Neuroscience - A.B., through the Princeton Neuroscience Institute
- Jonathan D. Cohen (co-director)
- David W. Tank (co-director)
- Carlos D. Brody
- Jonathan D. Cohen
- Nathaniel D. Daw
- Asif A. Ghazanfar
- Elizabeth Gould
- Michael S. Graziano
- Uri Hasson
- Sabine Kastner
- Mala Murthy
- Yael Niv
- Kenneth A. Norman
- Jonathan W. Pillow
- H. Sebastian Seung
- David W. Tank
- Samuel S. Wang
- Michael J. Berry
- Lisa M. Boulanger
- Ilana B. Witten
- Timothy J. Buschman
- Annegret L. Falkner
- Jesse Gomez
- Andrew M. Leifer
- Lindy McBride
- Catherine Jensen Peña
- William Bialek, Physics
- Lauren L. Emberson, Psychology
- Elizabeth R. Gavis, Molecular Biology
- Alan Gelperin, Princeton Neuroscience Inst
- Coleen T. Murphy, Molecular Biology
- Joshua W. Shaevitz, Physics
- Diana I. Tamir, Psychology
- James P. Taylor, PPPL Engineering and Infrastrc
- Teodora Z. Todorova, Building Services
- Alan Gelperin
- Anthony E. Ambrosini
The Princeton Neuroscience Institute offers the neuroscience concentration for undergraduates with a strong interest in pursuing an in-depth study of the brain. Neuroscience is a broad interdisciplinary field requiring rigorous preparation in basic science. Students in this discipline are expected to understand the basic principles and approaches of modern neuroscience. The concentration provides an opportunity for the serious study of molecular, cellular, developmental, and systems neuroscience as it interfaces with cognitive and behavioral research. Since modern neuroscience is relying increasingly on quantitatively sophisticated methods and theory, students are also expected to gain competency in, physics, mathematics and computation. By offering a combination of courses and interdisciplinary research, students who complete the neuroscience concentration will be highly qualified to pursue graduate work at the best neuroscience, psychology or biology graduate programs and will also have completed, in large part, the background requirements to enter medical or veterinary school. Other possible career paths for those with a neuroscience degree can be found here.
Information and Departmental Plan of Study
To enter the neuroscience concentration, students must have completed NEU 201 Fundamentals of Neuroscience, NEU 202 Introduction to Cognitive Neuroscience, and MAT 103 Calculus I.
- Placement into or out of MAT 103 is decided by the Department of Mathematics.
- Students must earn a "C" or better in each prerequisite course in order to enter the Neuroscience concentration.
- Students do not need to take NEU 201 before NEU 202.
Program of Study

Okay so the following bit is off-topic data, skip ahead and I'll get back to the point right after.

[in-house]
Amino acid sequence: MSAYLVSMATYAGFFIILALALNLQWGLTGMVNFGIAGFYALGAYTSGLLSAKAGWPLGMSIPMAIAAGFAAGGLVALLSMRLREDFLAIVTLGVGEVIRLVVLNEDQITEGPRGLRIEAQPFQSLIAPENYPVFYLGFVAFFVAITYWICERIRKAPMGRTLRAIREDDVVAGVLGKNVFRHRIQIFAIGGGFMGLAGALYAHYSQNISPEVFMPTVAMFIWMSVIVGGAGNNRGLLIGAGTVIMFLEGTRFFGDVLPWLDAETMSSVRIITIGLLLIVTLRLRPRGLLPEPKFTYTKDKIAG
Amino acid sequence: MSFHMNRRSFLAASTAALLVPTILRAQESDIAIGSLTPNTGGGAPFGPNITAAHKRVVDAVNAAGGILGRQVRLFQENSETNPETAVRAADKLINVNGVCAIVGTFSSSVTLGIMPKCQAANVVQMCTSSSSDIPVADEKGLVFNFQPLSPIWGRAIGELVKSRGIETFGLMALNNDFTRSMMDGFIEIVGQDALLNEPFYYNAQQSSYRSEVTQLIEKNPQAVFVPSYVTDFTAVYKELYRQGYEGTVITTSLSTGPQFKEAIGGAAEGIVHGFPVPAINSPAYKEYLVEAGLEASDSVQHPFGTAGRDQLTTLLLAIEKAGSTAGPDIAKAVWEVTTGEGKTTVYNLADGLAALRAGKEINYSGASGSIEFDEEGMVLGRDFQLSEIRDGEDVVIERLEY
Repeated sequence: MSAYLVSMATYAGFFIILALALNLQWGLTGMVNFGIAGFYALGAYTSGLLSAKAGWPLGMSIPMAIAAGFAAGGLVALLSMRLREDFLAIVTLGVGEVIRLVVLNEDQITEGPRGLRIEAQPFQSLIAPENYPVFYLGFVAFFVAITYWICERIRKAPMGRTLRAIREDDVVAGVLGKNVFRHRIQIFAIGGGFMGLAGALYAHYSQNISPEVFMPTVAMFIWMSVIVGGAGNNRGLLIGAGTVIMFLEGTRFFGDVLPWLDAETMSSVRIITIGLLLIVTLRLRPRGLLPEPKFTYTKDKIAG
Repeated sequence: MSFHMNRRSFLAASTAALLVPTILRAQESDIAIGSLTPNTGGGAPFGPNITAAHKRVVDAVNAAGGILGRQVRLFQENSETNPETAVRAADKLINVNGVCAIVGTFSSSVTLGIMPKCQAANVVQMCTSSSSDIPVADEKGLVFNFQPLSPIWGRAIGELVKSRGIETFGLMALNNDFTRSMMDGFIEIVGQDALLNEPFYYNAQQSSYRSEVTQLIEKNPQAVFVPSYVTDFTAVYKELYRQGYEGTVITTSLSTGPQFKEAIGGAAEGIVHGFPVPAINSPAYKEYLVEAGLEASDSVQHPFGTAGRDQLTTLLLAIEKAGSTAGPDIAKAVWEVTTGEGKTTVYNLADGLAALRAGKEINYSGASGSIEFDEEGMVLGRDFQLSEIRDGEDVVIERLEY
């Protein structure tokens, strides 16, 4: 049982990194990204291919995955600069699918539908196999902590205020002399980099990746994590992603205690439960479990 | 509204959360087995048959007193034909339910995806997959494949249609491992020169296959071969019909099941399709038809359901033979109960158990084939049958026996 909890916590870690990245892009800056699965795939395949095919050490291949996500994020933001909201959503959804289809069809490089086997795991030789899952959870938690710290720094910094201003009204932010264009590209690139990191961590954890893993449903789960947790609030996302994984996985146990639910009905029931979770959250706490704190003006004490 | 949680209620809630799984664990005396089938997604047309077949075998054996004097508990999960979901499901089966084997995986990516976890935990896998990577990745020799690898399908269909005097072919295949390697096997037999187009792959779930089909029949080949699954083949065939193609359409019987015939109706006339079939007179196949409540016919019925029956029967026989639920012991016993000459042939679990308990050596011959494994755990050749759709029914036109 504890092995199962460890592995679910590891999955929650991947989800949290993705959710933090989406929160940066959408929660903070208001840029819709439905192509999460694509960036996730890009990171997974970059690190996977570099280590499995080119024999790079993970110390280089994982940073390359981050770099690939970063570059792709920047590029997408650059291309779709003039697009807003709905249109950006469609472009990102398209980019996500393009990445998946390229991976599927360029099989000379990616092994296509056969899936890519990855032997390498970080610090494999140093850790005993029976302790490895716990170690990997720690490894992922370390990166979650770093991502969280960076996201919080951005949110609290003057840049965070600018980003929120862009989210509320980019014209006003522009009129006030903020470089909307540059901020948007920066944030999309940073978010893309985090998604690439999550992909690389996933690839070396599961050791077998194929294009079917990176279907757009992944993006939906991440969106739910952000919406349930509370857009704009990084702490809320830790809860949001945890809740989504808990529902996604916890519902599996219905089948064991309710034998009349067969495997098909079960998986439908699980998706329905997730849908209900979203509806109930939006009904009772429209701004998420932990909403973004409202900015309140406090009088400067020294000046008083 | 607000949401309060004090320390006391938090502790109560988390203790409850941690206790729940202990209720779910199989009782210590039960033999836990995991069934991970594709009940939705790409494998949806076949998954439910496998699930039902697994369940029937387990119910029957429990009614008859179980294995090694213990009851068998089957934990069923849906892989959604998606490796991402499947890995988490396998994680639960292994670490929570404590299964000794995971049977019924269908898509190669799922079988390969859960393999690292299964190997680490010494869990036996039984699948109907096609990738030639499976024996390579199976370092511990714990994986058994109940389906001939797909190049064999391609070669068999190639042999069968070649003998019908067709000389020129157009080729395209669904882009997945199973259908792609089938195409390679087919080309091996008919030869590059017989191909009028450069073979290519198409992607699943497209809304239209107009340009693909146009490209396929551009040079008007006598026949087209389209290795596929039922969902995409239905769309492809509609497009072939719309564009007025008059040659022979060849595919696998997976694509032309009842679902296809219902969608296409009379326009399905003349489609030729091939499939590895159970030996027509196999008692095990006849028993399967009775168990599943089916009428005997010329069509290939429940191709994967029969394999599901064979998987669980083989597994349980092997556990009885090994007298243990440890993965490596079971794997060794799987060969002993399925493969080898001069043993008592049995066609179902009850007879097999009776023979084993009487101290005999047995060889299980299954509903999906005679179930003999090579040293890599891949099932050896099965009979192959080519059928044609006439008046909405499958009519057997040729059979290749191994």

In addition to the prerequisites for entry into the program, concentrators must complete the following:
- NEU 350, Laboratory in Principles of Neuroscience
- NEU 314, Mathematical Tools for Neuroscience
- PHY 101 Introductory Physics I and PHY 102 Introductory Physics II. (Note: Placement into or out of these Physics courses is decided by the Department of Physics).
- Five NEU courses from three of the following four subject areas: Molecular/Cellular/Disease, Circuits & Systems, Neural Computation, and Cognitive & Social Neuroscience. The list of current NEU electives are found here, plus three cognate courses.
- One 200-level or higher course in cell biology from the following list:
- MOL/EEB 214, Introduction to Cellular and Molecular Biology
- MOL/EEB/CBE 215, Quantitative Principles in Cell and Molecular Biology
- MOL 342, Genetics
- EEB/MOL 211, Life on Earth: Chaos and Clockwork of Biological Design
- One 200-level or higher course in behavior from the following list:
- PSY 207, Psychopathology
- PSY 255, Cognitive Psychology
- PSY 252, Social Psychology
- PSY/CGS 254, Developmental Psychology
- PSY/NEU 338, Animal Learning and Decision Making: Psychological*
- PSY/NEU 345, Sensation and Perception*
- EEB 311, Animal Behavior
- EEB 313 Behavioral Ecology
- EEB 323, Integrative Dynamics of Animal Behavior
- One course in quantitative thinking from the following list
- SML 201, Introduction to Statistics and Machine Learning
- COS 126, General Computer Science
*Note: Cross-listed NEU courses will not count twice in the elective total. Courses can only be used one time and in one elective category.
Junior Independent Work. In the fall semester of the junior year students are required to participate in tutorials, read papers from the original literature, and prepare papers on assigned topics. In the spring term students write a research proposal with the guidance of a faculty adviser with whom they will eventually do their senior thesis.
Senior Independent Work. During the senior year each student, with the guidance of a faculty adviser, undertakes a major research effort. This research project can be a laboratory or independent study that will be written and presented as a senior thesis.
Senior Departmental Examination
Students are required to present their work to two thesis readers during an oral exam. The exam usually takes about 30 minutes and students should be prepared to describe the background of the thesis, defend its contents, and propose future directions. The grade for the oral defense will be the average of the two from the faculty members.
Students interested in study abroad should consult with the Director of Undergraduate Studies (DUS) as early as possible, to discuss how best to pursue this possibility and to obtain the necessary course approval.
Entry through the Integrated Science Sequence (ISC)
The first year ISC sequence (ISC 231, 232, 233, 234) offers an alternative to the combination of MOL 214 or 215 (biology elective), COS 126 (quantitative thinking elective), and PHY 101-102 (required courses). ISC 236, Biochemistry and Neuroscience offers an alternative to NEU 201 (a prerequisite). ISC 235, Genetics and Genomics, offers and alternative to MOL 342, Genetics (and will thus count as a "biology" elective).
A list of NEU courses can be found here.